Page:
• March 15th, 2022 [slides] [video]
Geoffrey Cruttwell, Mount Allison University

Title: Algebraic geometry and Tangent categories

Abstract:
Tangent categories axiomatize the existence of a "tangent bundle" endofunctor on a category. The canonical example is the category of smooth manifolds, but many other examples exist, including some recent examples from functor calculus.

In this series of two talks, I'll describe a tangent category structure in algebraic geometry (specifically, on the category of affine schemes) and explain why I think it's interesting.

The first talk will be introductory: I'll introduce/review tangent categories and affine schemes, and then look at the tangent category structure of affine schemes. In the second talk, we'll see how concepts you can define in any tangent category (such as vector fields, differential bundles, and connections) apply to this particular example, and how these concepts relate to existing notions in algebraic geometry.

This talk is based on joint work with JS Lemay.

• March 22nd, 2022 [slides] [video]
Geoffrey Cruttwell, Mount Allison University

Title: Algebraic geometry and Tangent categories

Abstract:
Tangent categories axiomatize the existence of a "tangent bundle" endofunctor on a category. The canonical example is the category of smooth manifolds, but many other examples exist, including some recent examples from functor calculus.

In this series of two talks, I'll describe a tangent category structure in algebraic geometry (specifically, on the category of affine schemes) and explain why I think it's interesting.

The first talk will be introductory: I'll introduce/review tangent categories and affine schemes, and then look at the tangent category structure of affine schemes. In the second talk, we'll see how concepts you can define in any tangent category (such as vector fields, differential bundles, and connections) apply to this particular example, and how these concepts relate to existing notions in algebraic geometry.

This talk is based on joint work with JS Lemay.

• March 29th, 2022
Geoffrey Vooys, Dalhousie University

Title: Persistent Cohomology for Grothendieck Toposes

Abstract:
Persistent (co)homology of spaces is a tool used by topological data analysists to give information about a topological space in terms of a filtration of vector spaces on the space. At a higher level, persistent cohomology is used to give information and features about a topological space as it persists over time. In more recent years, persistent cohomology on a topological space was generalized to a persistent sheaf cohomology by way of Cech cohomology for sheaves.

In this talk we will discuss and show how to generalize persistent cohomology on a topological space to give a notion of persistent cohomology for Grothendieck toposes both in terms of a Cech persistent cohomology and a right derived functor persistent cohomology ---this gives us two different ways of describing how geometric information can persist through a filtration of sheaves on a site. As an application and time-permitting, we will also describe a relative Comparison Lemma for sites and its interaction with persistent Cech cohomology on Grothendieck toposes, and/or a persistent Artin Comparison Theorem for finite type schemes over the complex numbers.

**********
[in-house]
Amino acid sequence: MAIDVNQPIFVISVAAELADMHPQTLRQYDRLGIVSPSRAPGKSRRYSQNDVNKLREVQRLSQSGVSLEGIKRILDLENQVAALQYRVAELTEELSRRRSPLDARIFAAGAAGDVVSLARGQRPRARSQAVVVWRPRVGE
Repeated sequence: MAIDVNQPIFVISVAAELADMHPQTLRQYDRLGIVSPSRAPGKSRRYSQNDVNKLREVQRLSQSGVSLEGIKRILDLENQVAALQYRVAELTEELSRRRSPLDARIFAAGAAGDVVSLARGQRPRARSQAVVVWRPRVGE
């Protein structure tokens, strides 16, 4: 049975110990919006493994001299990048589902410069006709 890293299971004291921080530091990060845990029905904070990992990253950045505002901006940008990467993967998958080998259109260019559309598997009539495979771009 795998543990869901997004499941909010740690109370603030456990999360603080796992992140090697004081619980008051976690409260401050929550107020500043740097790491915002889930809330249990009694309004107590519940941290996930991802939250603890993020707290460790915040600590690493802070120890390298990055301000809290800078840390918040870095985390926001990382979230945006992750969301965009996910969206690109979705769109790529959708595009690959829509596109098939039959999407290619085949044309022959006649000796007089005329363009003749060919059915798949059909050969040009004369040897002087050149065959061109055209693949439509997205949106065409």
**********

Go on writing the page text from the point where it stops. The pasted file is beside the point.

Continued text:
This is joint work with Dorrete Pronk and Deni Salja.

• April 5th, 2022 [video]
Marcello Lanfranchi, Dalhousie University

Abstract:
A few weeks ago, my supervisor Geoffrey Cruttwell presented his research on tangent category theory applied to algebraic geometry in two ATCAT seminar talks. With this work, we now know that algebraic geometry, differential geometry and synthetic geometry are models for the axiomatic theory of tangent categories.

One of the main questions I posed to Geoff when I applied for the PhD program, was whether non-commutative geometry could be described using the language of tangent categories. My background in theoretical physics makes me care about non-commutative geometry because it could be a valid mathematical framework to describe general relativity in a way that is compatible with quantum mechanics. Geoff and Lemay's work on commutative algebras allowed me to reformulate my question in the following terms: can we extend this construction to general associative algebras?

In this talk, I present an answer to this question showing how the construction presented by Geoff can be extended to non-commutative geometry and more generally to algebras of (algebraic symmetric) operads.

The talk will be structured as follows: I will start by giving the main motivation for the talk, then I will briefly recall the main definitions and constructions of tangent category theory and of Geoffâ€™s construction. I will then give the main definitions and results of operad theory. Therefore, I will show how to construct a canonical tangent structure on the category of algebras over an operad. Then, I will discuss the corresponding tangent structure over the opposite category. Finally, I will give some of the results that I found so far that extend the constructions of the commutative case.

This work is in collaboration with my supervisors Geoffrey Cruttwell and Dorette Pronk. I also would like to thank J.S. Lemay for the great discussions and ideas he shared with me about his work and mine.

• May 3rd, 2022
Luuk Stehouwer, Max Planck Institute for Mathematics

Title: Group actions on categories and their fixed points

Abstract:
Actions of a group on a set can be categorified to actions of a group on a category. The fixed point set becomes a fixed point category. I will give examples coming from representation theory, topology and physics. If time permits, I will sketch a generalization to actions of 2-groups on 2-categories.

Updated May 3, 2022 by Frank Fu